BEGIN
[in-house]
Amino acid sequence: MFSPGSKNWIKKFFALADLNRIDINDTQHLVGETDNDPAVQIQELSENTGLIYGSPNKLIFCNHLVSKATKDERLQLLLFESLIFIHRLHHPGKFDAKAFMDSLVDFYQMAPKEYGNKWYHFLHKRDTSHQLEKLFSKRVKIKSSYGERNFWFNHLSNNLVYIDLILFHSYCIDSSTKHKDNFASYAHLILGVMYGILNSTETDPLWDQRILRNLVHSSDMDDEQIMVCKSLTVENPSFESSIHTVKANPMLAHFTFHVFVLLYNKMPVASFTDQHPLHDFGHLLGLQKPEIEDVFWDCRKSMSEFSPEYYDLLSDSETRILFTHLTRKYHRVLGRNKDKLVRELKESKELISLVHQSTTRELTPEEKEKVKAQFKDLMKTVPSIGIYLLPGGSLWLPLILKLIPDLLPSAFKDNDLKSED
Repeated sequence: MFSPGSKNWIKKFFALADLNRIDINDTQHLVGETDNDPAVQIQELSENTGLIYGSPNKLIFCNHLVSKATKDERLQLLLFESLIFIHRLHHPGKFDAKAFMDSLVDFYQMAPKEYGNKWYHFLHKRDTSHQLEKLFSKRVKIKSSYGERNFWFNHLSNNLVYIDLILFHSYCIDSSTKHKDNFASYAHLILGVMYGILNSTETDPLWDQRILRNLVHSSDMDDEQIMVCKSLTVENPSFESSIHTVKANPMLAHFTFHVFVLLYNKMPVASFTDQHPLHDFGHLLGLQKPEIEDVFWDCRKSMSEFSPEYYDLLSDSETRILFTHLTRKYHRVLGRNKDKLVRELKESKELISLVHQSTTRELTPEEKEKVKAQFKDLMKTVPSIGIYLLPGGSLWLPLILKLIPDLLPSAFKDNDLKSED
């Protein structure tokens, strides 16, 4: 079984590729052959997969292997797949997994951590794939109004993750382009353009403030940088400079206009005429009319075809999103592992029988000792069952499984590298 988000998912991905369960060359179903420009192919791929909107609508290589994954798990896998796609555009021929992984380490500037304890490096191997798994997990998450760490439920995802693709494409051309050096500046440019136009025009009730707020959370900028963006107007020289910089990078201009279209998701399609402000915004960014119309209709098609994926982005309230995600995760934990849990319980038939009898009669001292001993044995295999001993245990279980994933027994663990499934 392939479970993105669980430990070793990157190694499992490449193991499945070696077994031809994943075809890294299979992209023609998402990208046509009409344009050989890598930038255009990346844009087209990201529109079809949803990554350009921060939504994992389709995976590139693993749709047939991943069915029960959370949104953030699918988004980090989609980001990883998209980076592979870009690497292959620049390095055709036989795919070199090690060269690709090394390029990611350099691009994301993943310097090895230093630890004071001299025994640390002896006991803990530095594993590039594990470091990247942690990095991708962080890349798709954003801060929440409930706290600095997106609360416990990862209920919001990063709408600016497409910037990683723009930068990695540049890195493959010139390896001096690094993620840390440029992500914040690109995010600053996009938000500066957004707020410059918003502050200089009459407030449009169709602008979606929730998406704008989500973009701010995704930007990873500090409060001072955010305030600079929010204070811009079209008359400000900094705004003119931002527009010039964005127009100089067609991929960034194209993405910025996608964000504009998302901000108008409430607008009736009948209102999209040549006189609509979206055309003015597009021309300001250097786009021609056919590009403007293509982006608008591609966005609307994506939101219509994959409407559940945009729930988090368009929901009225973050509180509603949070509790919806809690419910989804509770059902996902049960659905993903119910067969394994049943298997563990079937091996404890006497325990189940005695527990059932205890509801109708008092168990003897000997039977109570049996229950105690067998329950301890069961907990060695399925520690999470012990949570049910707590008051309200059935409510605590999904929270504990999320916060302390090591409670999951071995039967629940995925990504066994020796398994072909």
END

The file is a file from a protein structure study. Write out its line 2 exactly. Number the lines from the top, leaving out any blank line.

Amino acid sequence: MFSPGSKNWIKKFFALADLNRIDINDTQHLVGETDNDPAVQIQELSENTGLIYGSPNKLIFCNHLVSKATKDERLQLLLFESLIFIHRLHHPGKFDAKAFMDSLVDFYQMAPKEYGNKWYHFLHKRDTSHQLEKLFSKRVKIKSSYGERNFWFNHLSNNLVYIDLILFHSYCIDSSTKHKDNFASYAHLILGVMYGILNSTETDPLWDQRILRNLVHSSDMDDEQIMVCKSLTVENPSFESSIHTVKANPMLAHFTFHVFVLLYNKMPVASFTDQHPLHDFGHLLGLQKPEIEDVFWDCRKSMSEFSPEYYDLLSDSETRILFTHLTRKYHRVLGRNKDKLVRELKESKELISLVHQSTTRELTPEEKEKVKAQFKDLMKTVPSIGIYLLPGGSLWLPLILKLIPDLLPSAFKDNDLKSED